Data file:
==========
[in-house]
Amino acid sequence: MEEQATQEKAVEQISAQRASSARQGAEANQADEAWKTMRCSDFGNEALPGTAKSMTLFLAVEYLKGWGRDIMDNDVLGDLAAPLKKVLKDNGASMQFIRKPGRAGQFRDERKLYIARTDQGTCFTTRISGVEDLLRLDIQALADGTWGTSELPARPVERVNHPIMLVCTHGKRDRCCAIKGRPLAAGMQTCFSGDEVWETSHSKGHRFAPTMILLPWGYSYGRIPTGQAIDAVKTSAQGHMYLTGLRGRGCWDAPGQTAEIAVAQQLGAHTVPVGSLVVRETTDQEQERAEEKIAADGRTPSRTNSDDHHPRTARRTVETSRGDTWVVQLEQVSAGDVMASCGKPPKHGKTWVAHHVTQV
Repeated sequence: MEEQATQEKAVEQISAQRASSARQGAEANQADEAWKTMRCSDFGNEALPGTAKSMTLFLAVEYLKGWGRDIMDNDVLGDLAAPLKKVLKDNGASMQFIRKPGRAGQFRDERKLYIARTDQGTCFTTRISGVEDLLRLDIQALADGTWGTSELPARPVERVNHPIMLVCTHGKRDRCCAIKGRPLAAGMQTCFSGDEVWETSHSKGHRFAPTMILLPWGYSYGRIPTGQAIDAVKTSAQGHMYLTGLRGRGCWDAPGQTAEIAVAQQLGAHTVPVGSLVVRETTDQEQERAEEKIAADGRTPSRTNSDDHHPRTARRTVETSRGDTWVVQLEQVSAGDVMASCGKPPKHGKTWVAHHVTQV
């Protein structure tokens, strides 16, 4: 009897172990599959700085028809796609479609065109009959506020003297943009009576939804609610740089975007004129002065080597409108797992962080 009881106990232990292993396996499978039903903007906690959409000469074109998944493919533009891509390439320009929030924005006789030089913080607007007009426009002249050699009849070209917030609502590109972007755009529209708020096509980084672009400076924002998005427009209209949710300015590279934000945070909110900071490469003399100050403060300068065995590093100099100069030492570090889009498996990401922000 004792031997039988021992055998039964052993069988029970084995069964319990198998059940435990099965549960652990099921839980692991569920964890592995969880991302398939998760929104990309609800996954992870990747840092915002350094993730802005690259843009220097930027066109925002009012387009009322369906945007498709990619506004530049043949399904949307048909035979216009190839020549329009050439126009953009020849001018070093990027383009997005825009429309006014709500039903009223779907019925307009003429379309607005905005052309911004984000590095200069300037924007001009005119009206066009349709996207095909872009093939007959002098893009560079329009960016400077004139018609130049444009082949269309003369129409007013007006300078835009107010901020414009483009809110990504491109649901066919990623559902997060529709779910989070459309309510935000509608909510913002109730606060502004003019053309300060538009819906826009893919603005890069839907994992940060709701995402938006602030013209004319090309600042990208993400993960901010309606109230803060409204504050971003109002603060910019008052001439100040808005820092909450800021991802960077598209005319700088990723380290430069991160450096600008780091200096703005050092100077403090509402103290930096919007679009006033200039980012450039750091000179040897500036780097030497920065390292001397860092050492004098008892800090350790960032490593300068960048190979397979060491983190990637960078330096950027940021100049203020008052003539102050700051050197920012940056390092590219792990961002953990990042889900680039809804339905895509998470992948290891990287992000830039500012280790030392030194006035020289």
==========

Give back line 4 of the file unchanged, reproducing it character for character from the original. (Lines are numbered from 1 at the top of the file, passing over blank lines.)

């Protein structure tokens, strides 16, 4: 009897172990599959700085028809796609479609065109009959506020003297943009009576939804609610740089975007004129002065080597409108797992962080 009881106990232990292993396996499978039903903007906690959409000469074109998944493919533009891509390439320009929030924005006789030089913080607007007009426009002249050699009849070209917030609502590109972007755009529209708020096509980084672009400076924002998005427009209209949710300015590279934000945070909110900071490469003399100050403060300068065995590093100099100069030492570090889009498996990401922000 004792031997039988021992055998039964052993069988029970084995069964319990198998059940435990099965549960652990099921839980692991569920964890592995969880991302398939998760929104990309609800996954992870990747840092915002350094993730802005690259843009220097930027066109925002009012387009009322369906945007498709990619506004530049043949399904949307048909035979216009190839020549329009050439126009953009020849001018070093990027383009997005825009429309006014709500039903009223779907019925307009003429379309607005905005052309911004984000590095200069300037924007001009005119009206066009349709996207095909872009093939007959002098893009560079329009960016400077004139018609130049444009082949269309003369129409007013007006300078835009107010901020414009483009809110990504491109649901066919990623559902997060529709779910989070459309309510935000509608909510913002109730606060502004003019053309300060538009819906826009893919603005890069839907994992940060709701995402938006602030013209004319090309600042990208993400993960901010309606109230803060409204504050971003109002603060910019008052001439100040808005820092909450800021991802960077598209005319700088990723380290430069991160450096600008780091200096703005050092100077403090509402103290930096919007679009006033200039980012450039750091000179040897500036780097030497920065390292001397860092050492004098008892800090350790960032490593300068960048190979397979060491983190990637960078330096950027940021100049203020008052003539102050700051050197920012940056390092590219792990961002953990990042889900680039809804339905895509998470992948290891990287992000830039500012280790030392030194006035020289």